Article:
Three Days

Day 1:

After a long, almost orgasmic, soak in the bathtub this evening, I donned my favorite t-shirt from Kroger and grey plaid flannel pajama pants from Goodwill – my normal sleeping attire when I choose to wear anything at all.  Lips chapped and throbbing from working in the cool December wind, I frantically searched for my Chapstick and a reprieve from the drumbeat on my face.  I likely threw it out when downsizing my bathroom, so I grabbed my go-to Burt’s Bees rhubarb (the color) lip balm from my makeup box. Ah.  It was a salve for tender lips and just shy of my favorite Burt’s Bees moments – smacking it on while drinking my morning coffee.  The combo tastes just like Girl Scout Thin Mint cookies.  Don’t ask me why.  It just does.  So as I looked at myself in the mirror, with a naked face and rosy lips, I recognized those old ladies I used to see in the grocery checkout lines, with their bright red lipstick creeping up into fine lines around their lips, like little crimson sea urchins who were not amused.  It made me question myself. Perhaps they weren’t trying to look younger.  Maybe they, too, had worked all day in a cold wind.  It’s like that, growing older and seeing yourself in the stupid judgments of your youth.

It was Saturday and we had started the garage clean out.  “Clean out” makes me think of enemas and colonoscopies and the metaphor seems appropriate for this experience.  Over the past month, we’ve been ridding ourselves of many of our worldly possessions and moving those “I-don’t-knows” to the garage.  Unfortunately, before we could get everything out of the house, the garage clogged up.  “No more room at the inn,” as they say in the Bible.  So we set out to bail the proverbial hay from the barn to make room for shit from the house.  We removed virtually everything from the garage and parked it on the damp brown lawn.  We tried to categorize as we went, but the best we could manage was to throw our camping gear in a corner, quite unrepresentative of its value in our free-form life.  The remainder became a massive tumor on a tarp, seemingly growing without restraint.  It was ugly.  However, the inside of the garage started to glisten.  I’ll save you from the enema analogy here.  Suffice it to say, stage 1, the enema, was over.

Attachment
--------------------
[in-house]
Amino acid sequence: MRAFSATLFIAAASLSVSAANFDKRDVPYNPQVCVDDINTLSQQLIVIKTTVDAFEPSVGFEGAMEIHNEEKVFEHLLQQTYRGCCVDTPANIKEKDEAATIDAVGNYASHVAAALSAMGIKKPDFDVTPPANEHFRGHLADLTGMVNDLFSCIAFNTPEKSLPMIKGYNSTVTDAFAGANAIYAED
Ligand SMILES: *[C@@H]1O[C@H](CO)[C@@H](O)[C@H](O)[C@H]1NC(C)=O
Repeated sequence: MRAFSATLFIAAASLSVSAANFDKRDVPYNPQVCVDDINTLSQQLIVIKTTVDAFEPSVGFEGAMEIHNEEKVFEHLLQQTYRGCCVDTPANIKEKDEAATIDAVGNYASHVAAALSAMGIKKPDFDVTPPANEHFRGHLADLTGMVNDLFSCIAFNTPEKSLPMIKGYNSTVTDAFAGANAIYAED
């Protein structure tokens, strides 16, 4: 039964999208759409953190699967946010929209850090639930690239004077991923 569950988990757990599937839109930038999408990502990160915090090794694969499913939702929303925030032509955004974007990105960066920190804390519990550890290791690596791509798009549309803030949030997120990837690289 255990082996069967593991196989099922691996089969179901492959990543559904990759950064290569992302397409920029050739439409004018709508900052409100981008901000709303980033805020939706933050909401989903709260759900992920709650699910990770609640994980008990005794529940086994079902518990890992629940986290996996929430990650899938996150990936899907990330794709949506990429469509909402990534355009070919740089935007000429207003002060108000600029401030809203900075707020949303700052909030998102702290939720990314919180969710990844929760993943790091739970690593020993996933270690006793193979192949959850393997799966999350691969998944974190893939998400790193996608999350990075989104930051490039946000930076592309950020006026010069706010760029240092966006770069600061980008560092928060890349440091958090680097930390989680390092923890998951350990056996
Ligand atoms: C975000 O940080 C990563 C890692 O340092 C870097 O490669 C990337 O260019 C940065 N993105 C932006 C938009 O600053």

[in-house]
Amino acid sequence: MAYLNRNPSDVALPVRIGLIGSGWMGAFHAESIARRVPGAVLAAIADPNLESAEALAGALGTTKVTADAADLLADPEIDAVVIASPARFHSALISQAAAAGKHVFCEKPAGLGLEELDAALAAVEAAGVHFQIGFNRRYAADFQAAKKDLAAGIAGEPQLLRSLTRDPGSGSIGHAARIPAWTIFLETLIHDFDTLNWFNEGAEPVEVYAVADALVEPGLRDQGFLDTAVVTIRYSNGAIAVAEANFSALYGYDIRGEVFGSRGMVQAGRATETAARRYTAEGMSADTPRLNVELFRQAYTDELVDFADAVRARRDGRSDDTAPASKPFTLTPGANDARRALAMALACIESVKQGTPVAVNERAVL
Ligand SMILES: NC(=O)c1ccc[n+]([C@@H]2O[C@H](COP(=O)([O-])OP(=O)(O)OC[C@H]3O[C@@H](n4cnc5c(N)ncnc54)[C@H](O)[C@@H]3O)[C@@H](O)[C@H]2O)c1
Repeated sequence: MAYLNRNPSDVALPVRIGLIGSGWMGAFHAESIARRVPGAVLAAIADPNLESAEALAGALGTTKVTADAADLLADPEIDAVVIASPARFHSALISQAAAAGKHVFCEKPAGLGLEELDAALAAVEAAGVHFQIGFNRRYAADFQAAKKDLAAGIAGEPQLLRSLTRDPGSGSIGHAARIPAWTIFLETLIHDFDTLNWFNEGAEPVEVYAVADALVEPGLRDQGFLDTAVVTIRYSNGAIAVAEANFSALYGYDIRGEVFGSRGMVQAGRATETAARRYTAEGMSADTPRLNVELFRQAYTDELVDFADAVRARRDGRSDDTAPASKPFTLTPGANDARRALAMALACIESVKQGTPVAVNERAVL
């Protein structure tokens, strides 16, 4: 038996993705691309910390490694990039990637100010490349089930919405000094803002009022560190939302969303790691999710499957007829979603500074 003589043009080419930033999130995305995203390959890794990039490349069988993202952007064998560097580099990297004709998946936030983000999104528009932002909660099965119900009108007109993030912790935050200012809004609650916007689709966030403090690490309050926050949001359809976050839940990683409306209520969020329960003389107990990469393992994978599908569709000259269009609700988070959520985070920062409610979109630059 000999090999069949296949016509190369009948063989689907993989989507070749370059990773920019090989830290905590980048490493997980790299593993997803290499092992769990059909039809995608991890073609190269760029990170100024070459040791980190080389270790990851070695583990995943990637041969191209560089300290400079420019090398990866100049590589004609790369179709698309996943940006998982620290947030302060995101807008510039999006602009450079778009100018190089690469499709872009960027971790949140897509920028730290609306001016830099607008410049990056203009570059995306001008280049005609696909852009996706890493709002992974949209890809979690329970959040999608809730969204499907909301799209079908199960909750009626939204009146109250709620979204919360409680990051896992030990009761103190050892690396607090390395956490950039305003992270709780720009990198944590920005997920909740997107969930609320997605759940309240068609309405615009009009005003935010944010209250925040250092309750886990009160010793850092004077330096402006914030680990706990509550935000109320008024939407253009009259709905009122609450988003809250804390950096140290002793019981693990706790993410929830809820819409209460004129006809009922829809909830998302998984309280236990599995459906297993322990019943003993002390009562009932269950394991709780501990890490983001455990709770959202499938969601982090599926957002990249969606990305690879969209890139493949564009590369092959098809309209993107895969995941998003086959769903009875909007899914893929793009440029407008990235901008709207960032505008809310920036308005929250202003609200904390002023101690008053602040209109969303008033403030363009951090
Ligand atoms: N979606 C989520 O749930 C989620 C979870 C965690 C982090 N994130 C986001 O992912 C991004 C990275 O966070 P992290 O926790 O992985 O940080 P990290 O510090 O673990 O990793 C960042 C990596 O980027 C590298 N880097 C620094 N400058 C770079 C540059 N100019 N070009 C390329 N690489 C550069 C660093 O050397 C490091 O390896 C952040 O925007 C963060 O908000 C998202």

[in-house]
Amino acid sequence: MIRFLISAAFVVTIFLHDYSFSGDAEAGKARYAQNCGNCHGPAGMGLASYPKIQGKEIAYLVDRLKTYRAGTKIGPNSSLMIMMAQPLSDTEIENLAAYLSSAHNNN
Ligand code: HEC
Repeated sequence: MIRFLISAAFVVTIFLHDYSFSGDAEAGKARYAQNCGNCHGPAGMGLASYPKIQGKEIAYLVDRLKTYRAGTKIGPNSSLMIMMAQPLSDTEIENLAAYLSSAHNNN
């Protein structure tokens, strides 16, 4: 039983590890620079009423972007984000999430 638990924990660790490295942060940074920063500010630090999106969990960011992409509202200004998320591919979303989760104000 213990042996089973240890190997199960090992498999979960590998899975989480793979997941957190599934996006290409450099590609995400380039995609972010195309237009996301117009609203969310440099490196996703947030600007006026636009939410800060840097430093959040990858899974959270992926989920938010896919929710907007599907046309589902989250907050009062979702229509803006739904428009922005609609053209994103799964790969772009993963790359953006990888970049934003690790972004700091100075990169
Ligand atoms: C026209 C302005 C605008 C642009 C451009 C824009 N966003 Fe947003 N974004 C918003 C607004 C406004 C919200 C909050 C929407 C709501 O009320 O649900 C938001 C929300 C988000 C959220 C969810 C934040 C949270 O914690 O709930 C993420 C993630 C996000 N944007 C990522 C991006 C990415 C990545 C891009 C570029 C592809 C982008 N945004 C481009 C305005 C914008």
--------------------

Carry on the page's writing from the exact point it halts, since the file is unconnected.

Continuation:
Day 2

I have to laugh at the phrase that echoed in my mind, but usually coming from Don’s mouth.  “Oh my gosh! I wondered where this was!”  Over and over, again.  Laughable.  How can we own so much stuff we forget the stuff we own?  And let me tell you, we are not materialists or hoarders.  We live in a 937 square foot house. We call it “boat living.”  We have one rule.  If anything comes into the house, something has to go out.  Yet, here we are, growing a tumor in our yard.

Here‘s the pathological hiccup in our plan.  We cleaned out the garage; we’re sorting out the stuff to throw/gift/sell/keep, and deciding what to put in the attic.  But… the attic is constipated, as well.  Our treatment, or proverbial laxative, was to erect a gazebo – a bad-ass 90-second octagonal tent to serve as a sort of waylay lunar station.  Things from the garage went to the tumor and to our lunar station to be sorted to go to 1) the garage or 2) the attic.  Let’s just say that by the end of Sunday, our lunar station was pretty packed.  Don sat there in his camping chair surrounded by boxes and drawers of 40-something year-old memories in physical form, deciding the final fate of each.  In the meantime, I tackled the tumor of garage overflow, assigning it to the lunar station, the dump, or our front yard.